Doorway Arts Ensemble Sex and EducationBy Eric Jones • Nov 8th, 2011 • Category: Reviews
Doorway Arts Ensemble
Montgomery College Performing Arts Center, Silver Spring, MD
Through November 20th
2:00 with one intermission
Reviewed November 4th, 2011
As a former rhetoric major, I used to loathe having my persuasive pieces meticulously eviscerated by my teachers – constantly hearing that my argument wasn’t clear and that I wasn’t connecting with my audience. Never in a million years did I imagine myself being enthralled by a play whose entire plot consists of just that, but that is precisely what happened when I attended the East Coast première of Lissa Levin’s Sex and Education presented by Doorway Arts Ensemble and Arts Alive Theatre. The production team, director Perry T. Schwartz, and the tiny but terrific cast of three delivered an engaging and passionate performance of Ms. Levin’s disturbing yet hilarious and evocative script.
Originally conceived for the 2009 Kennedy Center Page-to-Stage Festival and first performed at the 2010 Capital Fringe Festival, Sex and Education tells the story of Joe Marks (Jonathan Douglass), a high-school basketball star who doesn’t feel the need to take his education seriously given the glorious career promised to him by every college in the nation. His English teacher Miss Edwards (Ellen Mansueto) catches him passing a filthy (and poorly-worded) note to his girlfriend – cheerleader Hannah Hunter (Emily Thompson). As punishment, Miss Edwards keeps Joe for hours after class and forces him to rewrite his note so that it better achieves his initial rhetorical purpose – convincing Hannah to have sex with him. Thus begins a mental and emotional odyssey for both teacher and student as each questions their own goals and how to effectively and ethically pursue them.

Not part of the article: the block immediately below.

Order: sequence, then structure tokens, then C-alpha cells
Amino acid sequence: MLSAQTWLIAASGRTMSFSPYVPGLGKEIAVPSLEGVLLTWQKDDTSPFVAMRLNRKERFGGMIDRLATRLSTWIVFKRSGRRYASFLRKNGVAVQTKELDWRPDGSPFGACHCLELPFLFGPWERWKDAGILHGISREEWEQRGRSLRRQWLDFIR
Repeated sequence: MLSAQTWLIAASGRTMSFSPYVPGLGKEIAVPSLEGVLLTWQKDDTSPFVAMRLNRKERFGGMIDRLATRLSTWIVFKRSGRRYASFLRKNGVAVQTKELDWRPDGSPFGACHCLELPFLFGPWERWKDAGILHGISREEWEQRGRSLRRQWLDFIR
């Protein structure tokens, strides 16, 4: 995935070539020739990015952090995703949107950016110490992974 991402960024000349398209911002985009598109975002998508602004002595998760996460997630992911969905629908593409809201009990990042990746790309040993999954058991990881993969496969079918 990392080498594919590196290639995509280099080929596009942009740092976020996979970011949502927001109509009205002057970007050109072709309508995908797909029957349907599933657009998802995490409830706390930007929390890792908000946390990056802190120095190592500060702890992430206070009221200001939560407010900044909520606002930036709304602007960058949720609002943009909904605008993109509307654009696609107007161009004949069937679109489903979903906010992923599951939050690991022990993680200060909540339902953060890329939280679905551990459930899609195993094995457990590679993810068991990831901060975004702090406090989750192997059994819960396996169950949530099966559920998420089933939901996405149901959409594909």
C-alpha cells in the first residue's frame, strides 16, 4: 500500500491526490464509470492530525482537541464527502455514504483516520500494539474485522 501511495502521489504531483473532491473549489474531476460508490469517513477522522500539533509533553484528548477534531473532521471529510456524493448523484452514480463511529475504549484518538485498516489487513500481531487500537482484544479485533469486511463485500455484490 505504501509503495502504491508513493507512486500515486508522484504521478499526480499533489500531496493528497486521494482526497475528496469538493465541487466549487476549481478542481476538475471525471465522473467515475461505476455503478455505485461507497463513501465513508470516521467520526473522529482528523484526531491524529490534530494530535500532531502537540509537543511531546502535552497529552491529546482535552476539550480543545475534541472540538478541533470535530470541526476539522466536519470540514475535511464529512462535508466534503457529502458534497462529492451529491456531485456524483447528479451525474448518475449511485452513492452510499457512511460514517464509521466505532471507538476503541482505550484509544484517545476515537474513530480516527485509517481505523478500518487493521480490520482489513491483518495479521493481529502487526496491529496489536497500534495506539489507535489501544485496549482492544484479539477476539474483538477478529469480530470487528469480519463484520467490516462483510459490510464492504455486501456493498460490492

In his director’s notes Mr. Schwartz discusses his proclivity toward directing scripts that only work in the medium of the theatre, and Sex and Education is indeed one such piece. Having the characters step out of the “established reality” of the dialogue and conversationally speak their innermost thoughts to the audience wouldn’t work on film, but it was the perfect device to reveal each character’s true motivations to a theatrical audience. Mr. Schwartz’s innate sense of motion and energy was clearly reflected in the staging and use of the set, brilliantly designed by Sean Urbantke. For a show set predominantly in a room rife with traditionally defined rules of movement, Mr. Schwartz deftly avoided the pitfall of stagnation and gave his actors free rein to express and explore their complex emotions physically – a treat for the viewer. The technical elements worked together seamlessly to give this script the polished and professional look, sound, and feel that it deserves.
As Joe, Mr. Douglass possessed all the charm and swagger befitting the archetype of his character, yet he also displayed innocence and a youthful naïveté that grounded the character in reality and earned the audience’s respect. While some moments felt slightly forced, his performance overall was honest, endearing, and a delight to watch. Ms. Thompson’s portrayal of cheerleader Hannah was surprisingly powerful given the character’s lack of stage time. She acted more as a theatrical framing device toward the play’s beginning – turning Miss Edwards’ English lessons into hilarious cheer routines. As the play progresses however, Ms. Thompson’s skillful performance of Hannah’s few interjections into the main action showed her to be quite an intelligent and capable young lady (with impeccable grammar to boot!).